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Say It Ain't So, Joe

May 22, 2017

Joe Lieberman for FBI director? Is this a joke?

It’s obvious why he’s believed to be President Donald Trump’s favorite for the job. Lieberman’s New York City law firm, where he is senior counsel, has represented Trump in such civil matters as restructuring his billion-dollar Atlantic City casino debt, suing the author of a Trump biography, and threatening to sue The New York Times for publishing parts of his tax returns. Lieberman encourages such Trump policies as voiding the Barack Obama-sponsored Iran nuclear deal. He has supported Trump’s controversial appointments of Education Secretary Betsy DeVos and right-wing Ambassador to Israel David Friedman, who is one of his law partners.

But those are not reasons why Lieberman’s would be a disaster as FBI director. This is a professional pol, who is 75, which means he’d be 85 if he completes his 10-year term. What the FBI needs is someone with a strong law enforcement background to rein in the nation’s most formidable — and frightening — governmental agency. Joe’s six years in the 1980s as Connecticut’s attorney general doesn’t cut it.

I don’t use the term the nation’s “most formidable — and frightening — governmental agency” loosely. Its ousted head, James Comey, is arguably in part responsible for upending Hillary Clinton’s candidacy with his last-minute announcement that he had re-opened the email investigation. Should Trump be impeached, Comey’s widely reported memo, supposedly detailing Trump’s attempts to stifle Comey’s Russia investigation, will be viewed as the proximate cause.

Nor is this the first time a top-level FBI official has been viewed as responsible for ending a presidency. The mythology surrounding Watergate’s “Deep Throat” notwithstanding, it was Mark Felt, then the FBI’s Associate Director, or No. 2 guy, who leaked information to reporters Bob Woodward and Carl Bernstein that led to the impeachment of Richard Nixon.

Whether Felt acted idealistically, as Woodward and Bernstein would like you to believe, or out of pique because Nixon had passed him over for the bureau’s top job remains unclear. A similar question might be asked of Comey. Did he act from good-government motives or to satiate an insatiable ego?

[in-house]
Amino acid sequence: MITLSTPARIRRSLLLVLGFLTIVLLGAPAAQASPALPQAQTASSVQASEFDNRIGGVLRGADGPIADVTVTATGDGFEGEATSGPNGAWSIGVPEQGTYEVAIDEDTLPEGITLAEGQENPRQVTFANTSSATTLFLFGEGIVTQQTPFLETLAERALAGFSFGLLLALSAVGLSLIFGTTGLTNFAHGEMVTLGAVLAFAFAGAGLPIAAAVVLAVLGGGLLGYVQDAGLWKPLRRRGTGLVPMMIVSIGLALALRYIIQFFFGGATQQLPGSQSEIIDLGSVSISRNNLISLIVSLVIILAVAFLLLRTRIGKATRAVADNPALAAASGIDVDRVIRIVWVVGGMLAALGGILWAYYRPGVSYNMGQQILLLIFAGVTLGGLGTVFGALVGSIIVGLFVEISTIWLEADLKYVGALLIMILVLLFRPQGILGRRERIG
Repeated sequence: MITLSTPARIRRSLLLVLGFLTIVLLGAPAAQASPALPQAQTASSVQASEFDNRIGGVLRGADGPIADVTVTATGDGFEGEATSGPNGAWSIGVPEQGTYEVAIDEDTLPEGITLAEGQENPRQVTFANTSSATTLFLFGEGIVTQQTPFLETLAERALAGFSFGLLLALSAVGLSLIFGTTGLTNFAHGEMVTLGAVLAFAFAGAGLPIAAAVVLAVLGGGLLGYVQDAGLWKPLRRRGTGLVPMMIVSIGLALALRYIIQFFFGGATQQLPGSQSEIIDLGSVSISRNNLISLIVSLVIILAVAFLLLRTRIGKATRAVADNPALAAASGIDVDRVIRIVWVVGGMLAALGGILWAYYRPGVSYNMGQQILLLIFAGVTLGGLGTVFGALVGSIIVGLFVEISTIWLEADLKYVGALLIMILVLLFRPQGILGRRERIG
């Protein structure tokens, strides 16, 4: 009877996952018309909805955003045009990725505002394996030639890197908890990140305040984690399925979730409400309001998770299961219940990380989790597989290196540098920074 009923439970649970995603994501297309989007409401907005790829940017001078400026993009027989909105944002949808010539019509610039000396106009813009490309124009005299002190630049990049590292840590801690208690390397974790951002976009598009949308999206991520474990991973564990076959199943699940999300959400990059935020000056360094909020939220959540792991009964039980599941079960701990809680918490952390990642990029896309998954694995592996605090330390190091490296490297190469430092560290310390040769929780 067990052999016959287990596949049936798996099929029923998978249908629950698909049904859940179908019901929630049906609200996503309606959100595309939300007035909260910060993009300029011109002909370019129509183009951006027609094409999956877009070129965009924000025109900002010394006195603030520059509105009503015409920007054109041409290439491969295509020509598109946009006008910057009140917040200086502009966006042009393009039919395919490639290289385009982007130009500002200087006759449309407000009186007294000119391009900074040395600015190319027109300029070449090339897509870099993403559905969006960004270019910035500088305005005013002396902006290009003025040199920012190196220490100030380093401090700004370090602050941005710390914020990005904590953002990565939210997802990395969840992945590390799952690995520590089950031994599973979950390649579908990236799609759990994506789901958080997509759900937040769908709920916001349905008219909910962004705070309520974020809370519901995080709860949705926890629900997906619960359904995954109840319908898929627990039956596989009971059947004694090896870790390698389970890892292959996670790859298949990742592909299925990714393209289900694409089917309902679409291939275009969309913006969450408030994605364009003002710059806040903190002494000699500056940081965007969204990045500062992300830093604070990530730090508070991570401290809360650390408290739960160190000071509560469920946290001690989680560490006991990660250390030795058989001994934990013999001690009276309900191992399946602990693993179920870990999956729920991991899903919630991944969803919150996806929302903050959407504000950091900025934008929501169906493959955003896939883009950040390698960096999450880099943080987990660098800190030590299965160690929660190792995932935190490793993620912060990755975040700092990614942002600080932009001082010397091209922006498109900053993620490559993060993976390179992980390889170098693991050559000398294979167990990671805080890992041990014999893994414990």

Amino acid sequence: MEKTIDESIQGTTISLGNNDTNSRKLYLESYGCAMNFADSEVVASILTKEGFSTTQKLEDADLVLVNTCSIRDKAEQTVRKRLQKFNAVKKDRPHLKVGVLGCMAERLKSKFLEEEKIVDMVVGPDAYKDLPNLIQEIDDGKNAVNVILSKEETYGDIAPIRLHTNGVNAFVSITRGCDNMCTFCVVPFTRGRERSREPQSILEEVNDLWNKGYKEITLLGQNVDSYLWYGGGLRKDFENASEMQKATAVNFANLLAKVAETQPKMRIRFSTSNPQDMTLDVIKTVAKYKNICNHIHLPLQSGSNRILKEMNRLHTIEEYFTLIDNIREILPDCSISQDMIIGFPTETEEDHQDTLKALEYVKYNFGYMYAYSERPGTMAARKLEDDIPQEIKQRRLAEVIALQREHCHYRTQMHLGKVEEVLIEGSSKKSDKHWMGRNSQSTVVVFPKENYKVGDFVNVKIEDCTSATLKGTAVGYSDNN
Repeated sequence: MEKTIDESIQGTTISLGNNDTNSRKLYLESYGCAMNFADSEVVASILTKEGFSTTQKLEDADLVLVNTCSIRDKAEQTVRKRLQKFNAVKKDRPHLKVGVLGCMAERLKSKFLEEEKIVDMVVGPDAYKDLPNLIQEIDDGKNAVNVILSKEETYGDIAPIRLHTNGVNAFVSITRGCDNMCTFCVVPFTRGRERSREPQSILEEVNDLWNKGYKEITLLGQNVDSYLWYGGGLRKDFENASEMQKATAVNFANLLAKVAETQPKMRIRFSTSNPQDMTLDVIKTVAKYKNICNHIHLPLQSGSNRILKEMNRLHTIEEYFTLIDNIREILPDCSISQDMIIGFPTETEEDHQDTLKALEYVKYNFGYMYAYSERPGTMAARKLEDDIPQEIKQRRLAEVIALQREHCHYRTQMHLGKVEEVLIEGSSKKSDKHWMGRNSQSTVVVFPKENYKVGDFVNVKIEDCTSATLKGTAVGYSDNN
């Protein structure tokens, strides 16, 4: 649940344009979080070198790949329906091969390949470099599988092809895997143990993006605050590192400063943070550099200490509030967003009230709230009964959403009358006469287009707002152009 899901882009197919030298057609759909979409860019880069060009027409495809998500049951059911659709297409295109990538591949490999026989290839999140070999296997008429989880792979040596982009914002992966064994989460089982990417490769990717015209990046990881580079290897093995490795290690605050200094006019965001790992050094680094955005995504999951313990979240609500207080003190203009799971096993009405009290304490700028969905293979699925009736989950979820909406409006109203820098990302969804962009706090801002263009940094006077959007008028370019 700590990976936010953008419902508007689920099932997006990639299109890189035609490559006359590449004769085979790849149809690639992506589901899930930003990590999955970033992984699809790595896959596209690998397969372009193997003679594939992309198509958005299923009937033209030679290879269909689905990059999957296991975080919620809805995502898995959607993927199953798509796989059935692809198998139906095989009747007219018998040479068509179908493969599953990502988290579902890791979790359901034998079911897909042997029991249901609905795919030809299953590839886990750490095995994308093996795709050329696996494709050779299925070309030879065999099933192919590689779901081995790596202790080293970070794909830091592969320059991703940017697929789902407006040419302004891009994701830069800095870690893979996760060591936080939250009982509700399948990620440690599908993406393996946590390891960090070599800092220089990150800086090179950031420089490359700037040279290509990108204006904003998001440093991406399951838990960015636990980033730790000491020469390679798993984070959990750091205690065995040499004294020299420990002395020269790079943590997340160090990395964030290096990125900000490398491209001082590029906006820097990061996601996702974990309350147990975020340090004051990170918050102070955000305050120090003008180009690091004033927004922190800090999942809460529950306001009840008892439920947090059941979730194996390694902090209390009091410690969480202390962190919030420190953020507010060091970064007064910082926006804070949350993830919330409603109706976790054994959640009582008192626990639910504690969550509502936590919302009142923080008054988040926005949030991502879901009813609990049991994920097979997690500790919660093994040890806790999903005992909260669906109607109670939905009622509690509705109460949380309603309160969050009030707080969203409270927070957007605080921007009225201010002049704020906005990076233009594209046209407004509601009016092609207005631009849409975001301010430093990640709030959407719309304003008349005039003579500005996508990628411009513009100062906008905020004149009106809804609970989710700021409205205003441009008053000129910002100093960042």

Flawed individuals create a flawed organization. Let’s start with terrorism and the bureau’s failure to heed the pre-9/11 warning of its Minnesota-based agent, Coleen Rowley, about Zacarias Moussaoui, one of 9/11's terrorists.

Click here to read what the police brass say about NYPD ConfidentialNext, the bureau blew its investigation into anthrax letters mailed later that month to two U.S. senators and several media offices, killing five people and infecting 17. First, the bureau focused on Stephen Hatfill, a bio-weapons expert. After the government paid him $4.6 million for ruining his life, the bureau announced the perpetrator was probably Bruce Ivins, a government scientist who committed suicide in 2008.

The bureau has never explained how a planeload of Saudis — [Remember that virtually all the 9/ll terrorists were Saudis] — was able to secretly leave the country before the bureau could question them.

Click here to read the New York Times profile of Leonard LevittThen there is the 2013 Boston marathon bombing. Russian intelligence had provided the bureau with information about one of the two brother bombers, Tamerlan Tsarnaev. The bureau checked him out, then signed off without notifying local law enforcement, the Boston PD or Massachusetts state police.

True, the FBI has long been reluctant to share information with local authorities, a policy Comey’s predecessor and now special counsel, Robert Mueller, altered, when he took over the bureau in 2001. [Mueller treated the NYPD as equal partners, despite then-Commissioner Ray Kelly continually undermining him.]

In Boston there was probably another reason the bureau failed to share information: anger and distrust between the FBI and Boston law enforcement authorities because of the bureau’s relationship with Whitey Bulger.

Click here to read the Washington Post article on NYPD ConfidentialFor two decades, the FBI had protected Bulger, a known killer, in its misguided attempt to destroy the local Italian mob. The bureau line and subsequent movie portrayals that only two errant agents were involved with him gilds the lily. As Dick Lehr and Gerard O’Neill document in their book “Black Mass,” numerous supervisors up from Washington signed off on Bulger.

These failings reflect the difficulties that even the best of FBI directors face. Is this a job for Joe Lieberman? Are you kidding me?


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